Very significant post this morning. All infant related.
I have started teaching a new course this month and am learning the names on a new class list.
My biggest challenge is, as always, the curse of the creative speller.
If your name is Megan why is it spelled Mheghaan?
Why is Cassidy, Kasidee?
Why is Britanny now Brit-anee?
Judy is Joodee?
I have taught Tifani's, Tiffany, Tifanee all in the same class.
It makes my head explode.
Listen I have a last name that requires spelling out every time I say it, and over time that is a nuisance. Why send your child out in the world with that handicap over what is an ordinary name? Why have teachers say "you're kidding" every time your kid says what the creative spelling stands for.
If you want your baby to have a cool name choose a cool name. Don't try to do it with creative spelling. It's making my class lists a nightmare.
I personally have some favourite names I was never allowed to use. Chester and Imogene are two. I also have tried to persuade my son-in-law that if he has a boy Woody, Skip and Dash (short for Dashell) are great boys names. He sort of likes Frank.
At least he wouldn't spell it weird. The spelling weirdness seems to be reserved for girls names.
Part two of baby themes:
If any of you are along SR A1A the next couple of weeks and feel like doing a few straight seams, I have a chair waiting.
This is my baby wipes pile for the next momentrepreneur fair my daughter is doing. The last time she sold out and she is too busy with more elaborate projects to get all these done:
A daughter who sews and wants to go fabric shopping.
You know I am thrilled.
Part three of baby stuff:
This is my beauty secret section.
Now I know many of you have looked at the pictures on this blog and wondered how I do it. So I am going to go public now.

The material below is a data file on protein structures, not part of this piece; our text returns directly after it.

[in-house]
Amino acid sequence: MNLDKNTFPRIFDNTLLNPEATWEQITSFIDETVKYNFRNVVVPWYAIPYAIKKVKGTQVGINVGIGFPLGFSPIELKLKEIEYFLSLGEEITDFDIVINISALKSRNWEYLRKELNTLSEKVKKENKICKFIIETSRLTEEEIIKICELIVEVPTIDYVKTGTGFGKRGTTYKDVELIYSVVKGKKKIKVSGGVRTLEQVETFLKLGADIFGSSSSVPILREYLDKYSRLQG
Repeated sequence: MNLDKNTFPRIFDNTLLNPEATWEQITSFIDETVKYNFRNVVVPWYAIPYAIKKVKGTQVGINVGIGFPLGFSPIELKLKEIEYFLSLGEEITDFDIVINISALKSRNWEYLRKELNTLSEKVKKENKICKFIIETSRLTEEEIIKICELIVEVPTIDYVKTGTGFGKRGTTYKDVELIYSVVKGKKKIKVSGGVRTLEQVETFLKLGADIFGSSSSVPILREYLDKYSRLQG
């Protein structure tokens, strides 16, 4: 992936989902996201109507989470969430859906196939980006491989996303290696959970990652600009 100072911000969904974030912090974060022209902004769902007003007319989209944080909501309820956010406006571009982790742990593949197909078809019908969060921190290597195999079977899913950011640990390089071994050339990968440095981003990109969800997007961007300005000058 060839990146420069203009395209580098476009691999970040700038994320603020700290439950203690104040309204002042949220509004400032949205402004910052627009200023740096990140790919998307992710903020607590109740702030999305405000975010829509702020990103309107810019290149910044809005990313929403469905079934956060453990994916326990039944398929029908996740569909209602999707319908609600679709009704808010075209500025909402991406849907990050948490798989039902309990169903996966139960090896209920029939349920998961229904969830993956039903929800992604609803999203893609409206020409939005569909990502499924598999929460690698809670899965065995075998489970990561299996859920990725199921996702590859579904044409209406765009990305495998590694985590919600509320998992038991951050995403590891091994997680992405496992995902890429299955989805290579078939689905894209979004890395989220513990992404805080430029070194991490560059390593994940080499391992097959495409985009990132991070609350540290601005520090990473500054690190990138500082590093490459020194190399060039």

Over the last couple of years my beloved dermatologist has been burning off little cell change spots on my face that are the result of sun damage. All those readers in Australia in particular (where I probably acquired same spots) know exactly what I am talking about.
At one of our sessions I asked him about all the anti-aging products on the market and he said to me, doesn't make any difference at all.
Sadly soon after this this very nice man dropped dead (now there's a medical term from my childhood you don't hear much any more, along with the famous "they opened her up and they just closed her up"). I will miss our visits.
Anyway I did try some of those things that "dramatically reduced the appearance of fine lines and wrinkles in 98% of all women tested within three days" anyway, which by the way cost me about 2 yards of cashmere wool.
Within three days I noticed absolutely no evidence that 58 was the new 28 but I did notice that some of my little areas where we had been burning stuff off had flared up. I decided this kind of cell change I did not need.
I also remembered my grandfather.
He was a druggist and had one of those old-fashioned drugstores where there was a soda fountain where a full time person made ice-cream sodas and we used to get ice-cream cones with sprinkles. He also had a lady who sat on a stool in front of table of glass jars and custom mixed face powders.
Despite this lucrative part of his business I remember my grandfather, who knew a lot about making things, used to tell me that the cosmetic industry was a racket "I can make a lipstick for 4 cents" he used to say. And he usually didn't dis suppliers. In fact my dad was named after an executive at Modess.
Back to my beauty secrets.
So this memory of my grandfather's view of cosmetics and my flared up face made me rethink things.
This is where I am:
I wash my face in oatmeal baby cereal - works like a charm and my skin has never been better, although I have to tell you 58 is the new 58. I have also started to use baby cream and a sunscreen stick from California Baby (so easy to use) with nothing in it I don't want to be absorbed in my skin. I had forgotten that the skin also absorbs, but people I know on "the patch" for smoking, or Mr. Rascal who had a big pain killer patch on his side after his surgery last year, have reminded me.
Oh and the cost per day? About 4 cents.
OK now you have heard everything.
At least for today.
- I am a mother, a new grandmother, and a teacher. But whatever happens in my life, I keep sewing. I have worked as a political communicator and now as a teacher in my formal life. I have also written extensively on sewing. I have been a frequent contributor and contributing editor of Threads magazine and I write a monthly humour/sewing column for the Australian magazine Dressmaking with Stitches. My first book Sew.. the garment-making book of knowledge will be published in May 2018 and is available for pre-order from Amazonhttps://www.amazon.com/s/ref=nb_sb_noss_1?url=search-alias%3Daps&field-keywords=barbara+emodi&rh=i%3Aaps%2Ck%3Abarbara+emodi